Renee Drouin

Drouin

Ms. Renee Drouin

Position: Teaching Associate
Email: drouinr@bgsu.edu
Address: East Hall 415A

During my years as a writing center tutor, countless students confessed they were “bad writers”, despite their best efforts. I’ve been struck by students trapped in preconceived beliefs that academic writing is impossible to learn, that any improvement is painful, lonely. Subsequently, my primary goal as a writing instructor is to demystify, de-terrify writing processes and the composition classroom.

Like many, I recognize writing is not just a product but rather the constant process of engaging with how the writer understand the world, themselves, and the thoughts of others. One way of encouraging individual student processes is helping them home in on concepts they are passionate about. In writing of their beliefs, of topics they find interesting, the writing becomes personal and hopefully something they want to work on. Their voices can develop and reach out to the academic genres in ways that suit them best.

For students to succeed in their writing, we must create welcoming classrooms that foster active learning, tolerance, and collaboration. Students do not just learn from the instructor but from their peers as well. All students have something to contribute to the conversation and the worst mistake we can make is letting them believe otherwise.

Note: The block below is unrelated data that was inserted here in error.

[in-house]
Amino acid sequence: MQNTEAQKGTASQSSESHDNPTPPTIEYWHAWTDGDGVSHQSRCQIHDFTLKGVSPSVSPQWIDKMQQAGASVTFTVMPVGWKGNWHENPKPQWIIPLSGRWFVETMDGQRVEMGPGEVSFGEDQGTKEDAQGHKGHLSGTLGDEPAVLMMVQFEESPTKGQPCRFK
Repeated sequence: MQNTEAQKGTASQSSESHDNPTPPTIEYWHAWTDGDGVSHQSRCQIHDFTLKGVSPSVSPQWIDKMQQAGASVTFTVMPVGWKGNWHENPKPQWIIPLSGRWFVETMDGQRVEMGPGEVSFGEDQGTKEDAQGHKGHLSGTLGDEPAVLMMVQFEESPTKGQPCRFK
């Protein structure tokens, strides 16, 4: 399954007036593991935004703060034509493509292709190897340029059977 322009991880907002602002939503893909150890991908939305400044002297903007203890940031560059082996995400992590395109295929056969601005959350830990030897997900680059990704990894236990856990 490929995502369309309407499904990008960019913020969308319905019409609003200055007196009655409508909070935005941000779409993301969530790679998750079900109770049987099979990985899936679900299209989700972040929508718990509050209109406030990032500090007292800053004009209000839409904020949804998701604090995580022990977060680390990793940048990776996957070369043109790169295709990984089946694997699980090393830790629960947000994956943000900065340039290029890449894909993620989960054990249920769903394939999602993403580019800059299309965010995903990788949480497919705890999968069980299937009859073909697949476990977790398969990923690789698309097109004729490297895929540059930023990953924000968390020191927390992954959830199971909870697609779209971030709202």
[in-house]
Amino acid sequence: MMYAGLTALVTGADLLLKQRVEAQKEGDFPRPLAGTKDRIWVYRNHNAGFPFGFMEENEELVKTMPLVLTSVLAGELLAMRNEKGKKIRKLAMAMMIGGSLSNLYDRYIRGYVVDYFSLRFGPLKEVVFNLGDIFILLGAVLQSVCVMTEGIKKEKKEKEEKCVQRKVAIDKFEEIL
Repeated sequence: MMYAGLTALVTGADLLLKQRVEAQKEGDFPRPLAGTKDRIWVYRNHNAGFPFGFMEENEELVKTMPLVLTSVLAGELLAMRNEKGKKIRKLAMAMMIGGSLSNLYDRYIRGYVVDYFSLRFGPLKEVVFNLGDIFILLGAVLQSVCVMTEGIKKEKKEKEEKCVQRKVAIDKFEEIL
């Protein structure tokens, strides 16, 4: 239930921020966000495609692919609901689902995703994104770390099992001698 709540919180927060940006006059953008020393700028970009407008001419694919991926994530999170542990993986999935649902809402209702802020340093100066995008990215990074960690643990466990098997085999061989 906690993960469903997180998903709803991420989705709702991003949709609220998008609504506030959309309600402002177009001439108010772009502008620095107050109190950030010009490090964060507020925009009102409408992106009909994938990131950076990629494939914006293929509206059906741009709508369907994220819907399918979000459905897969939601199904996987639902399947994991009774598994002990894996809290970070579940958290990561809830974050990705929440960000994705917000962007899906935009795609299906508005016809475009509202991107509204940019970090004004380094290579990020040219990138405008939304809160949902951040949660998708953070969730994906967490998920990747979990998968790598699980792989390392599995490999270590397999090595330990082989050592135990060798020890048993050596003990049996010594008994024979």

During my years as a writing center tutor, countless students confessed they were “bad writers”, despite their best efforts. I’ve been struck by students trapped in preconceived beliefs that academic writing is impossible to learn, that any improvement is painful, lonely. Subsequently, my primary goal as a writing instructor is to demystify, de-terrify writing processes and the composition classroom.

 


Like many, I recognize writing is not just a product but rather the constant process of engaging with how the writer understand the world, themselves, and the thoughts of others. One way of encouraging individual student processes is helping them home in on concepts they are passionate about. In writing of their beliefs, of topics they find interesting, the writing becomes personal and hopefully something they want to work on. Their voices can develop and reach out to the academic genres in ways that suit them best.

 


For students to succeed in their writing, we must create welcoming classrooms that foster active learning, tolerance, and collaboration. Students do not just learn from the instructor but from their peers as well. All students have something to contribute to the conversation and the worst mistake we can make is letting them believe otherwise.